Reviews in Cardiovascular Medicine (RCM) is published by IMR Press from Volume 19 Issue 1 (2018). Previous articles were published by another publisher in Open Access under a CC-BY (or CC-BY-NC-ND) licence, and they are hosted by IMR Press on imrpress.com as a courtesy and upon agreement with MedReviews, LLC.
Cite this article
Ranolazine in Stable Angina: Mechanism of Action and Therapeutic Implications
1 Università di Milano-Bicocca, Dipartimento di Biotecnologie e Bioscienze, Milano, Italy
Rev. Cardiovasc. Med. 2013, 14(S1), 23–29; https://doi.org/10.3909/ricm13S1S0004
Published: 20 January 2013
Ranolazine, the first member of a newer class of medications, is a piperazine derivative that was first approved by the US Food and Drug Administration in 2006 as a treatment for chronic angina. In 2008, ranolazine received a new indication for the treatment of chronic angina, allowing for its first-line use. Ranolazine's mechanism of action differs fundamentally from that of currently available anti-ischemic drugs, thus introducing a new paradigm to complement what had been considered conventional therapy. This article outlines this mechanism of action, with a focus on myocardial ischemia and on aspects that may assist in fully exploiting ranolazine's therapeutic potential. Although the mechanism of action initially postulated to be responsible for ranolazine's antianginal effect was inhibition of fatty acid oxidation, current evidence suggests alternative explanations. Chief among them is its role as a selective inhibitor of the late component of the Na1 current. The late sodium current has been shown, in several models, to be at the root of a wide spectrum of electrical, contractile, and metabolic derangements.Thus, ranolazine, in addition to its electrophysiologic role, has an influence on cardiomyocyte metabolism, excitation-contraction coupling, and myocardial perfusion. This explains both its efficacy as an antianginal agent and the spectrum of clinical effects observed in human trials, including electrical stabilization and glycemic effects. Accordingly, this article focuses on the current evidence that supports late sodium current inhibition as a plausible mechanism of ranolazine's therapeutic efficacy.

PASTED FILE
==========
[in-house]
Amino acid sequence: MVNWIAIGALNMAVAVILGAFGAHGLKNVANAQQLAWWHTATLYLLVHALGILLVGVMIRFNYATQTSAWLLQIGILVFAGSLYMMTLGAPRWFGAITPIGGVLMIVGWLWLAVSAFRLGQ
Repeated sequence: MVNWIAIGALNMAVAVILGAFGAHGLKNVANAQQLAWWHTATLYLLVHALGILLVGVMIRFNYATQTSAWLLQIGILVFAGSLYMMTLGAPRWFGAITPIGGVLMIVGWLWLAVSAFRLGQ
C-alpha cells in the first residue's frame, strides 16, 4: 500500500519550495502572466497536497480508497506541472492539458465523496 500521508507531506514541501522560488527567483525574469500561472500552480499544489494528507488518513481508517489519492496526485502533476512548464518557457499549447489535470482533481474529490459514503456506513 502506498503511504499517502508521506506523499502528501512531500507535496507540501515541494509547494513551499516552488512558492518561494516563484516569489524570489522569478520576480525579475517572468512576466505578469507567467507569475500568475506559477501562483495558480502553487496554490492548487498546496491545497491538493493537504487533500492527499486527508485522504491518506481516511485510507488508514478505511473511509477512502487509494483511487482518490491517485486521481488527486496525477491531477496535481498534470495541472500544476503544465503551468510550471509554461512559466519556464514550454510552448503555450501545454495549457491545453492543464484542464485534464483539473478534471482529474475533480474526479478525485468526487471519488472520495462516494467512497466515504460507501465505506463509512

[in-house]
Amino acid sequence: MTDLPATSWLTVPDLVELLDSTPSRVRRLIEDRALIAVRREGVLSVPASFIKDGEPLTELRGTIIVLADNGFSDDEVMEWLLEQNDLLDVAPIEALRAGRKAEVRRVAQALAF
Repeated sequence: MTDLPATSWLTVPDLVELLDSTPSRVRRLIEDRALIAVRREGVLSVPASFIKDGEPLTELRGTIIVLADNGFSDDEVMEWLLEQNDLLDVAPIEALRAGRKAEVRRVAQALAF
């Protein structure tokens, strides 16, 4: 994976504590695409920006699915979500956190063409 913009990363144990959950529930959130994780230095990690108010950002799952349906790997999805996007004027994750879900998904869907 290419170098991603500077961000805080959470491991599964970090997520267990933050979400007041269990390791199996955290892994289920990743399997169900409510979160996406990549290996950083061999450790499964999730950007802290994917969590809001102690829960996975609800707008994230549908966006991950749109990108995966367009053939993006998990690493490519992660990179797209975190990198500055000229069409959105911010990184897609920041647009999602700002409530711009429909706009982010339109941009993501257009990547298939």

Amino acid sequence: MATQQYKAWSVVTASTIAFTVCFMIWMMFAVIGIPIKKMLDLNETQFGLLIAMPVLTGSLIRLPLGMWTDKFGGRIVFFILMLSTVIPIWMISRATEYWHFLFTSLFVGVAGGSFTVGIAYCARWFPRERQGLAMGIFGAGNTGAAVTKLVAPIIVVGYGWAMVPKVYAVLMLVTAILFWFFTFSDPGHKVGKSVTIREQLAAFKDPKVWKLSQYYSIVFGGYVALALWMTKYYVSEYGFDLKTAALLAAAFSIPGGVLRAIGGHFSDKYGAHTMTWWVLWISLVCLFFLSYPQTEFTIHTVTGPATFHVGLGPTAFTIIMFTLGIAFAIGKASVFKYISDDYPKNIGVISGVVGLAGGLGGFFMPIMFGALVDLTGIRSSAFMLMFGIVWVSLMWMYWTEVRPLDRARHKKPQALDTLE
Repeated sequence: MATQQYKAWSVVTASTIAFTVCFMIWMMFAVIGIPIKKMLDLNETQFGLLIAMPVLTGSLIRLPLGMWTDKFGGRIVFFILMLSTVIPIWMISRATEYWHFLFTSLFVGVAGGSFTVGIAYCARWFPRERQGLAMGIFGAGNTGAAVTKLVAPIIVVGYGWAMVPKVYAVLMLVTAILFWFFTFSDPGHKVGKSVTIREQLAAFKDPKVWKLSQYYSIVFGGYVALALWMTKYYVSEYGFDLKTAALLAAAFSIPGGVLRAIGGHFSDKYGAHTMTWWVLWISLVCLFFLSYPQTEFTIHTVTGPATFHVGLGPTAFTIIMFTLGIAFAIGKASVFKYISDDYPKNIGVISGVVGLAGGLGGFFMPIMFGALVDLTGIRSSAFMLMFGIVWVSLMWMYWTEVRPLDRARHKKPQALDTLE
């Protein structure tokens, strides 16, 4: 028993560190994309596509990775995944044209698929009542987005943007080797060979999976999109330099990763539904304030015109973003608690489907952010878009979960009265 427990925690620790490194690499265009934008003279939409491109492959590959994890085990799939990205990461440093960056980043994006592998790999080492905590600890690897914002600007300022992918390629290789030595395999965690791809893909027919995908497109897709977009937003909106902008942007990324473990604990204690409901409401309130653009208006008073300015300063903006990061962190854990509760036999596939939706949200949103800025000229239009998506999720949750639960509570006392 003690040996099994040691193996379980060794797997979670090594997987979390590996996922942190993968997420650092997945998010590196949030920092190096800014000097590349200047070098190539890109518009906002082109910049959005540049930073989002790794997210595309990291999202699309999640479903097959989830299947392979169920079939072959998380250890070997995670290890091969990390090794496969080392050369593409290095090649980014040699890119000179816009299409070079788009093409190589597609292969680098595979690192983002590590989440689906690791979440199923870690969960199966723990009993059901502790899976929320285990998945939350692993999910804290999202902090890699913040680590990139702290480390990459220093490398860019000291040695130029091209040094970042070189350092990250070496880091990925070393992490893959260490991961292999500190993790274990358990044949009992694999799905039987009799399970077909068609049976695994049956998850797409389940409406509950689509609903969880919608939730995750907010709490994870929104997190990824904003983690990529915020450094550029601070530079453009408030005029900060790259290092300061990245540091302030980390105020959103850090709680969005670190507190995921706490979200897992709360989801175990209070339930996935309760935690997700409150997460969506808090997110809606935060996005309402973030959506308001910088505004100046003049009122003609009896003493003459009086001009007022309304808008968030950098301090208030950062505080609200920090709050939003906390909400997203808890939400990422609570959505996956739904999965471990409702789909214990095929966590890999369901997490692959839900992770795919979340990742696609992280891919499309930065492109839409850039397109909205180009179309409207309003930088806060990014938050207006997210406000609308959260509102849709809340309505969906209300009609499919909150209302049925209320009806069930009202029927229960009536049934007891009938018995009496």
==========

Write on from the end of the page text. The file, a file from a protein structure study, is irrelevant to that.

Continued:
Fatty acid oxidation
Stable ischemic heart isease